Citation: 2010 FC 368
REASONS FOR ORDER AND ORDER
 Eli Lilly and Company (Eli Lilly) brings two appeals from interlocutory decisions made by the Case Management Prothonotary, Kevin Aalto (Prothonotary). The first appeal concerns a decision allowing Novopharm Limited (Novopharm) a late amendment to its Statement of Claim. The second appeal concerns a decision made without reasons refusing to order the production of a prior art search conducted by one of Novopharm’s expert witnesses.
 Whether or not my authority is de novo, I can identify no error in the Prothonotary’s approach to Novopharm’s motion to amend and, indeed, I would endorse the reasons he gave in allowing the amendment to the Statement of Claim.
 I do not agree with Eli Lilly’s submission that the amendment raises issues that can be characterized as purely vague and speculative. As the Prothonotary noted in his reasons, the Massachusetts General Hospital Pilot Study (Pilot Study) that underpins Novopharm’s fresh allegation of anticipation has been known to the parties for some time. Apparently that Pilot Study is the basis of Eli Lilly’s assertion of utility.
 As a result of fairly recent document disclosure by the Massachusetts General Hospital, Novopharm believes that it can establish anticipation on the strength of disclosures made in connection with the Pilot Study that pre-date the priority date of the '735 Patent. The Prothonotary noted the potential significance of these new documents and he found that they were sufficient to support the amendment. I agree with his assessment of that evidence.
 Eli Lilly also contends that this amendment puts it in a position of marked disadvantage and will deprive it of a fair trial because it fails to contain sufficient information to allow it to mount a defence. In particular, it says that Novopharm should have pleaded the names of the Pilot Study patients (even though that information is not known to either Eli Lilly or Novopharm) thereby opening up the possibility for pre-trial interviews and the issuance of trial subpoenas.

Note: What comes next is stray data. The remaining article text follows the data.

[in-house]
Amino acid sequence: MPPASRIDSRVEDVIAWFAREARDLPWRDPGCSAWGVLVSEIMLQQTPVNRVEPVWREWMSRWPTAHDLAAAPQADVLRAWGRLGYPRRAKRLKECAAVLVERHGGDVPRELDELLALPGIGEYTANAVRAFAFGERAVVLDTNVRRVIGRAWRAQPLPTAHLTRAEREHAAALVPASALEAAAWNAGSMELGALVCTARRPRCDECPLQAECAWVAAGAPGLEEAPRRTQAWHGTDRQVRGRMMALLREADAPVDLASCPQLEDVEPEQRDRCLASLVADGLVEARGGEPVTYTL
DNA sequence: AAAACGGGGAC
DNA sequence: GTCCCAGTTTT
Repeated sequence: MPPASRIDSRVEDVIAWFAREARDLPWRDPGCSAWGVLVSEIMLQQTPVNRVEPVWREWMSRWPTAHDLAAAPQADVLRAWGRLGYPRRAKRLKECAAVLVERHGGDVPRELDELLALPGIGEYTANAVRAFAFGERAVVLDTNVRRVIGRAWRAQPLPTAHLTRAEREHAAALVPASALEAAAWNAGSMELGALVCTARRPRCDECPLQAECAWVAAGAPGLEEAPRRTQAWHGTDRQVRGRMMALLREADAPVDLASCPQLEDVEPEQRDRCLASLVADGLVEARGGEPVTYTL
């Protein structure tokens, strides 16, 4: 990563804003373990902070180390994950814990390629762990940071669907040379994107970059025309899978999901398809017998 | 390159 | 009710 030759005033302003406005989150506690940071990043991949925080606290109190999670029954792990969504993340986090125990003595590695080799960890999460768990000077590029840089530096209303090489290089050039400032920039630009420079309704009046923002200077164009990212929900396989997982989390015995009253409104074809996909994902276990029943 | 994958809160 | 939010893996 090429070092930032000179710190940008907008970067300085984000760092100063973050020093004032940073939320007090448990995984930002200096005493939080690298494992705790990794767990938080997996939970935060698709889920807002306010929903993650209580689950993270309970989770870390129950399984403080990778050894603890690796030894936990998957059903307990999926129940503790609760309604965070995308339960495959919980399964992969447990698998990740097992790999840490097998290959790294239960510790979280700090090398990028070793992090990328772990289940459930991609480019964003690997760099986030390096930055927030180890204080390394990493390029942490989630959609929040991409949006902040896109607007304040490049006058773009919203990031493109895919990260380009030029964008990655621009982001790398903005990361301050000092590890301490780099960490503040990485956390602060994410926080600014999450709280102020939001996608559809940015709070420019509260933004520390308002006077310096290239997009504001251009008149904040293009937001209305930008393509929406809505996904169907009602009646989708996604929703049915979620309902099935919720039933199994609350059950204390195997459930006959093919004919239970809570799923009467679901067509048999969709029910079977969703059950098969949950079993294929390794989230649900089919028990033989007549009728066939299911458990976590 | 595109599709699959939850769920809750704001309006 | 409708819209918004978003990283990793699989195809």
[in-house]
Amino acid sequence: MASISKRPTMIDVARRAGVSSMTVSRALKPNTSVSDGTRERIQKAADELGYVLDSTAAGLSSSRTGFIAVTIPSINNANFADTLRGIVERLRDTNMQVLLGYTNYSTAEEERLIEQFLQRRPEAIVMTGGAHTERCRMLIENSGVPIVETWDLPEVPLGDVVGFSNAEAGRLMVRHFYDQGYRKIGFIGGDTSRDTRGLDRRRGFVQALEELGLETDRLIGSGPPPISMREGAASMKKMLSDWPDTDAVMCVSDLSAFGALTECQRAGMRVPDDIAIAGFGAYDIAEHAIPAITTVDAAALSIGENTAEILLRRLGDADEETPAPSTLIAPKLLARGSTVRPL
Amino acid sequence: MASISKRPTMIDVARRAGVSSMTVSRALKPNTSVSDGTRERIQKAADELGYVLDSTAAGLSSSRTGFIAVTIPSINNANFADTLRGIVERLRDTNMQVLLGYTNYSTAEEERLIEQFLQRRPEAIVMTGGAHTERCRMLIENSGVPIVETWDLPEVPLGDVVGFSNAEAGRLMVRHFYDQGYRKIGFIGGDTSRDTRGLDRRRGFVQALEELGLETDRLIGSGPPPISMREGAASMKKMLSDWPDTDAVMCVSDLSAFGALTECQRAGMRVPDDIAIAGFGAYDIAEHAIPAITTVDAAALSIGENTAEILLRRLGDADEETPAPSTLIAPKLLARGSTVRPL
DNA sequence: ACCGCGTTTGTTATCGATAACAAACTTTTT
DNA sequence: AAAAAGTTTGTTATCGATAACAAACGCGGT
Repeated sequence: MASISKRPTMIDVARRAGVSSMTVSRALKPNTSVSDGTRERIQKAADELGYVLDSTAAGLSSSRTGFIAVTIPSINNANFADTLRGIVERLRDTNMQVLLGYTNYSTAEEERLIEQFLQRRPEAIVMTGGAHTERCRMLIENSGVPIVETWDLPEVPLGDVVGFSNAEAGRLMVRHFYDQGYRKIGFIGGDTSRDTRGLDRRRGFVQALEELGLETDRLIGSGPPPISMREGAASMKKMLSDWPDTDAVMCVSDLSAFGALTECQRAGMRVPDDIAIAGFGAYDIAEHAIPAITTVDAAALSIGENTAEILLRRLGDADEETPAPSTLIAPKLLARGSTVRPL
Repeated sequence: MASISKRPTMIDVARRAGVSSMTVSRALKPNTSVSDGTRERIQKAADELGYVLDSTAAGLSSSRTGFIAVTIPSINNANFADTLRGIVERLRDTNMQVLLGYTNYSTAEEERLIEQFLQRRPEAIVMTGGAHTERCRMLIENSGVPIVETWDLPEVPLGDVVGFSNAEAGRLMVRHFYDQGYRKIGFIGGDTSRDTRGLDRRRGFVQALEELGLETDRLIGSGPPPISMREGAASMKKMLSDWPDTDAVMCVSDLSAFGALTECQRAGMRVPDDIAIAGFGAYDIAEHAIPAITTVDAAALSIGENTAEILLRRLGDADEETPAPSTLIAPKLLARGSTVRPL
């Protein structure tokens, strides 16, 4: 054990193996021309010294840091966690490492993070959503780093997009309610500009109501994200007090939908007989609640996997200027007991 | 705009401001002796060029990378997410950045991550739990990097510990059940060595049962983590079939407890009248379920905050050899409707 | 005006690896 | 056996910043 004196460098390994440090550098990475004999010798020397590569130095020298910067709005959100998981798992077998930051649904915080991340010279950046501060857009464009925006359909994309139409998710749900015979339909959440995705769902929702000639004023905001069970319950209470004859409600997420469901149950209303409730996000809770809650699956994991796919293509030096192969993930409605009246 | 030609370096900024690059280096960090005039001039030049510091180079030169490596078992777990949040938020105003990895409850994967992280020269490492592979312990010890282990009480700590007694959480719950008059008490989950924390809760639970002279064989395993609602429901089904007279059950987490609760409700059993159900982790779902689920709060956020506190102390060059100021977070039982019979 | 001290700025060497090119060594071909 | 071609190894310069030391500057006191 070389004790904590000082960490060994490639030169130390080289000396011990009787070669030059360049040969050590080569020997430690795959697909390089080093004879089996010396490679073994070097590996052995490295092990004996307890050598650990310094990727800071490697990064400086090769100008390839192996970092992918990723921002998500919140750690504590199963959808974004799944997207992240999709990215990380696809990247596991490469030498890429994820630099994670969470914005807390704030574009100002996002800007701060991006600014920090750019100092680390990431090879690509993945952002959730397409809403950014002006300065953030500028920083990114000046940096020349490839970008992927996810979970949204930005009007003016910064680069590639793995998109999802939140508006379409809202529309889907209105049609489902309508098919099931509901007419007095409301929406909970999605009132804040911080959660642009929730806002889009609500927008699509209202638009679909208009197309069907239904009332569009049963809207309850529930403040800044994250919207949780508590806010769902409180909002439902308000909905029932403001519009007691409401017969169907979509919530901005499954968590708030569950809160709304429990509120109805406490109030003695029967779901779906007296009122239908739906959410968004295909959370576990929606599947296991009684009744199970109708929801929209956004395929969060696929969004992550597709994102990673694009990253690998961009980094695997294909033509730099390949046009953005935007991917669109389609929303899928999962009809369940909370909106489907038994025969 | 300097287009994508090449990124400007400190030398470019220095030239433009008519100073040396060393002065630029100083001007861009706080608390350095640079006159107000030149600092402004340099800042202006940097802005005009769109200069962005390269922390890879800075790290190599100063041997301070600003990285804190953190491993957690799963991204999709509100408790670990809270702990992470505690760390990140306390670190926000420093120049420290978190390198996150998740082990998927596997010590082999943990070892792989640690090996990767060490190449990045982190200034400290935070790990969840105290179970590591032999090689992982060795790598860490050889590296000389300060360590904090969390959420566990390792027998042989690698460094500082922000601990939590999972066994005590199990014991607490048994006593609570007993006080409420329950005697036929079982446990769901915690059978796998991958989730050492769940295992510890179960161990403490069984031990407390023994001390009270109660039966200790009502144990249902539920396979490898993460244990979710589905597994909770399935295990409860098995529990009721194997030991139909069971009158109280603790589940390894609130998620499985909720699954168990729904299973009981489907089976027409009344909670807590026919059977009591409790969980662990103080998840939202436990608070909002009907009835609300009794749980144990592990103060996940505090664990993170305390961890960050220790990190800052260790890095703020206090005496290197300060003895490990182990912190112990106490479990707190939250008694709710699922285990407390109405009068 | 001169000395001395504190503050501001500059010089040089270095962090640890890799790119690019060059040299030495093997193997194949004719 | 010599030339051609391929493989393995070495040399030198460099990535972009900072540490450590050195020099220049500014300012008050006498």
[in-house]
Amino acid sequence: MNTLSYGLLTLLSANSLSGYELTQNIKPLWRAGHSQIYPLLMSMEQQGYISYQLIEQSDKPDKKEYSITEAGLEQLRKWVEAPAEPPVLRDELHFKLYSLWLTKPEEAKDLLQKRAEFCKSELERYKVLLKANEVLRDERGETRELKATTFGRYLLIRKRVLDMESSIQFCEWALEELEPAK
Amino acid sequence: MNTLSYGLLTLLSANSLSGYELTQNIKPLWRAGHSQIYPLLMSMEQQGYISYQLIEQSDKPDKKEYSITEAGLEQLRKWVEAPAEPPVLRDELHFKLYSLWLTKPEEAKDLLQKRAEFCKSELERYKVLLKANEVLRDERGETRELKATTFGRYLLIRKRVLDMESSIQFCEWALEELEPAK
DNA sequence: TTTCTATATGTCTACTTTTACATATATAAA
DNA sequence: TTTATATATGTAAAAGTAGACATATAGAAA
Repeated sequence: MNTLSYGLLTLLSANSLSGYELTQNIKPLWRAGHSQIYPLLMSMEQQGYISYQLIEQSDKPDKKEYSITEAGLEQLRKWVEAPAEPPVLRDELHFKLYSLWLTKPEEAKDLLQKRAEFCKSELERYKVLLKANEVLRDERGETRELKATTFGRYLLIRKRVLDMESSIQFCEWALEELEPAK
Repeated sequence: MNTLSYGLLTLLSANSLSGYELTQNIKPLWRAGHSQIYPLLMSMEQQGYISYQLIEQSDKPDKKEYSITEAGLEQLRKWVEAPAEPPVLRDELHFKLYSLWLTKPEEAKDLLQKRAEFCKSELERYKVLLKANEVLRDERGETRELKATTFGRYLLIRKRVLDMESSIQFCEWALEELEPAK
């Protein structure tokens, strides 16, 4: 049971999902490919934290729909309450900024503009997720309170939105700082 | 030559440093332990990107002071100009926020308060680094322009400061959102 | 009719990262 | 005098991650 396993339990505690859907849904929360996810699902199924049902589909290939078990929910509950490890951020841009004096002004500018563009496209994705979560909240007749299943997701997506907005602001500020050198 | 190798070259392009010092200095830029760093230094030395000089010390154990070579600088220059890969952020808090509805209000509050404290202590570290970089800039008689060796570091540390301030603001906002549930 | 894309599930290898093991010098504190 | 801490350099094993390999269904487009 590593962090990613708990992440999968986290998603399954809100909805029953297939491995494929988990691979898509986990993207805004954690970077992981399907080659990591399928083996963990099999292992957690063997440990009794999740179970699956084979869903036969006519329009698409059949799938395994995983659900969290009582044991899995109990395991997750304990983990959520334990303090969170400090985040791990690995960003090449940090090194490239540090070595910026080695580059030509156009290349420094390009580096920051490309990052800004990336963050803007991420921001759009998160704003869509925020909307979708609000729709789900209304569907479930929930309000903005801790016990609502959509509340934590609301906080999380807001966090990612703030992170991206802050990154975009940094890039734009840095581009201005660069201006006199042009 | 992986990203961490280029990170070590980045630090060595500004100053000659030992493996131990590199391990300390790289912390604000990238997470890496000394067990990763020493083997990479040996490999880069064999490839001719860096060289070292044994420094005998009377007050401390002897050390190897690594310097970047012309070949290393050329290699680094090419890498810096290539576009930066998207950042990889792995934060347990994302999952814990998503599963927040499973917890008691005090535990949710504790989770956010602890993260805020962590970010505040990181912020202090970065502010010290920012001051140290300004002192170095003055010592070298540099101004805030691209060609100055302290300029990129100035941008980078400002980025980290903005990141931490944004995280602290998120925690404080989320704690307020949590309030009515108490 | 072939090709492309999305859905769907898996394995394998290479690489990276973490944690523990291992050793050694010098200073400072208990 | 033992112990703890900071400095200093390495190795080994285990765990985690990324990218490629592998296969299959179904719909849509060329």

Here, too, I agree with the Prothonotary when he characterized this argument as a problem of proof for trial and not an impediment to a pleading amendment. The difficulties noted by Eli Lilly would have existed regardless of when this amendment was made and they are, at this stage, largely hypothetical. Indeed, given the nature of Novopharm’s anticipation argument, it is difficult to see how evidence from Pilot Study patients would be useful to Eli Lilly in its defence to this allegation.
 For the reasons given by the Prothonotary and as expressed above, this appeal is dismissed with costs payable by Eli Lilly.
 With respect to Eli Lilly’s second appeal, I am similarly not prepared to interfere with the Prothonotary’s exercise of discretion. In my view what Eli Lilly is attempting is a form of discovery of an expert which is not permitted under our Rules: see Canadian Council of Professional Engineers et al. v. Memorial University of Newfoundland (1999), 159 F.T.R. 55, 84 A.C.W.S. (3d) 653 (F.C.T.D.). A case for disclosure may be made at trial and some inconvenience may be the result but that is not a sufficient basis for overturning a case-management decision like this one. I would add that I subscribe to the views expressed by Justice Roger Hughes in AstraZeneca Canada Inc. v. Apotex Inc., 2008 FC 1301,  4 F.C.R. 243 where he discussed the problems of unfettered discovery in this type of litigation and concluded as follows:
 Prothonotaries of this Court are burdened, to a large extent, with motions seeking to compel answers to questions put on discovery. Often hundreds of questions must be considered. Hours and often days are spent on such motions. It appears that in many cases the parties and counsel have lost sight of the real purpose of discovery, which is directed to what a party truly requires for trial. They should not slip into the "autopsy" form of discovery nor consider discovery to be an end in itself.
 A determination made by a prothonotary following this arduous process ought not to be disturbed unless a clear error as to law or as to the facts has been made, or the matter is vital to an issue for trial. Where there has been an exercise of discretion, such as weighing relevance against onerousness, that discretion should not be disturbed. The process is not endless. The parties should move expeditiously to trial.
 In the result, these appeals are dismissed with costs payable by Eli Lilly.
“ R. L. Barnes ”
SOLICITORS OF RECORD
STYLE OF CAUSE: NOVOPHARM LIMITED
ELI LILLY AND COMPANY
SOLICITORS OF RECORD:
Heenan Blaikie LLP
Barristers and Solicitors
Gowling Lafleur Henderson LLP
Barristers and Solicitors